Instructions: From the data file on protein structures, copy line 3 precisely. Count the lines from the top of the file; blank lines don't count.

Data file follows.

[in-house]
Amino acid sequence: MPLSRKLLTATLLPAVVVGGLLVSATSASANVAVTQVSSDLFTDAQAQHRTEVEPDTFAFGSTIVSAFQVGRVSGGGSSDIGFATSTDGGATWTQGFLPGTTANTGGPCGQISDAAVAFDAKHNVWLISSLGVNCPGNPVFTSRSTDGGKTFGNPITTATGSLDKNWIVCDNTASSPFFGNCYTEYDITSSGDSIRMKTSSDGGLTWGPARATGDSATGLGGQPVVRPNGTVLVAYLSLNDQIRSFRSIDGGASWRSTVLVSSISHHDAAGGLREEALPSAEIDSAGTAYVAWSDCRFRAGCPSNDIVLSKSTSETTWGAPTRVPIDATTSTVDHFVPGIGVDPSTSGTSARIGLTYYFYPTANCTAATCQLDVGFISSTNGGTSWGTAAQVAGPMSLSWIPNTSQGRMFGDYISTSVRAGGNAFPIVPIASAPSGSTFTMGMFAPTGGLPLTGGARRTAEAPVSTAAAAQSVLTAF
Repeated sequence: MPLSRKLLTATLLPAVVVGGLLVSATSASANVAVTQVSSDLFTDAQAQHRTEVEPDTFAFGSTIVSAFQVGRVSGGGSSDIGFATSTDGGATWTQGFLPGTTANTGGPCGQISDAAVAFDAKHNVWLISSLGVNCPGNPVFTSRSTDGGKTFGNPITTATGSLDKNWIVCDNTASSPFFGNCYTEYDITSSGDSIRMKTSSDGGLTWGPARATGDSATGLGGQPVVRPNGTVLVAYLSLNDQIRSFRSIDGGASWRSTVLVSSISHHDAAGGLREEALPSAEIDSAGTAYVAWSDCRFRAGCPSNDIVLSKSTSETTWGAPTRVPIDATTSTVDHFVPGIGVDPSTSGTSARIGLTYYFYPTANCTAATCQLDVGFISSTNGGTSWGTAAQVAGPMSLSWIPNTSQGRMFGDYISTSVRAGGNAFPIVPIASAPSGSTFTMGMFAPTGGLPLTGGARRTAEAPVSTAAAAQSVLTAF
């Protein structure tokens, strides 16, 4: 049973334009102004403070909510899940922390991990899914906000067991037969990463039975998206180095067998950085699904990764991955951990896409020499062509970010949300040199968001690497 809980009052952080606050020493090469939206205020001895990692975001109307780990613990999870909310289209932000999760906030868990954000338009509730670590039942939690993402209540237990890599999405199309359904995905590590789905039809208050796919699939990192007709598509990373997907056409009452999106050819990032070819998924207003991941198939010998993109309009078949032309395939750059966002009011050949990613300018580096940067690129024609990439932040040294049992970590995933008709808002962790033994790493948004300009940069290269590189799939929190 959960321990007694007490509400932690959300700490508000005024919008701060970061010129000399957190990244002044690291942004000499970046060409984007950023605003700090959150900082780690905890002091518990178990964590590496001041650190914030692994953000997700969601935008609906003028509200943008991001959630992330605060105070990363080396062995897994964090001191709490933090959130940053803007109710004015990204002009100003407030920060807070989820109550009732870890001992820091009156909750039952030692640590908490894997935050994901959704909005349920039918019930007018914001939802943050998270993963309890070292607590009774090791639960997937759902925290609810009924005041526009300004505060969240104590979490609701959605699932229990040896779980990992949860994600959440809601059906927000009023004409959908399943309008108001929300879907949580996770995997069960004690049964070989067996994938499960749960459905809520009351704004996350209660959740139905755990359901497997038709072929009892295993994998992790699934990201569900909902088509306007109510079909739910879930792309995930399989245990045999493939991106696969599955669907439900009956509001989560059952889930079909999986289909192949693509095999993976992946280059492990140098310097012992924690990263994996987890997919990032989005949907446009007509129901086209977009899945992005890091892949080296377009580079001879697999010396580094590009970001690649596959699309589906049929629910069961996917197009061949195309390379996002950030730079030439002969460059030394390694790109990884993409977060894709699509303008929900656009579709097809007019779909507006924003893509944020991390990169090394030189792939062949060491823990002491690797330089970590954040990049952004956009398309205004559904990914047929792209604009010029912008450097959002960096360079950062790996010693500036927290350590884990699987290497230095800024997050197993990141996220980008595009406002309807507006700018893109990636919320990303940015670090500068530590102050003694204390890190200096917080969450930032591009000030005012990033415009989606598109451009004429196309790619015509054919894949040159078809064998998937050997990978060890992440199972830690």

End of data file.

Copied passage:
Repeated sequence: MPLSRKLLTATLLPAVVVGGLLVSATSASANVAVTQVSSDLFTDAQAQHRTEVEPDTFAFGSTIVSAFQVGRVSGGGSSDIGFATSTDGGATWTQGFLPGTTANTGGPCGQISDAAVAFDAKHNVWLISSLGVNCPGNPVFTSRSTDGGKTFGNPITTATGSLDKNWIVCDNTASSPFFGNCYTEYDITSSGDSIRMKTSSDGGLTWGPARATGDSATGLGGQPVVRPNGTVLVAYLSLNDQIRSFRSIDGGASWRSTVLVSSISHHDAAGGLREEALPSAEIDSAGTAYVAWSDCRFRAGCPSNDIVLSKSTSETTWGAPTRVPIDATTSTVDHFVPGIGVDPSTSGTSARIGLTYYFYPTANCTAATCQLDVGFISSTNGGTSWGTAAQVAGPMSLSWIPNTSQGRMFGDYISTSVRAGGNAFPIVPIASAPSGSTFTMGMFAPTGGLPLTGGARRTAEAPVSTAAAAQSVLTAF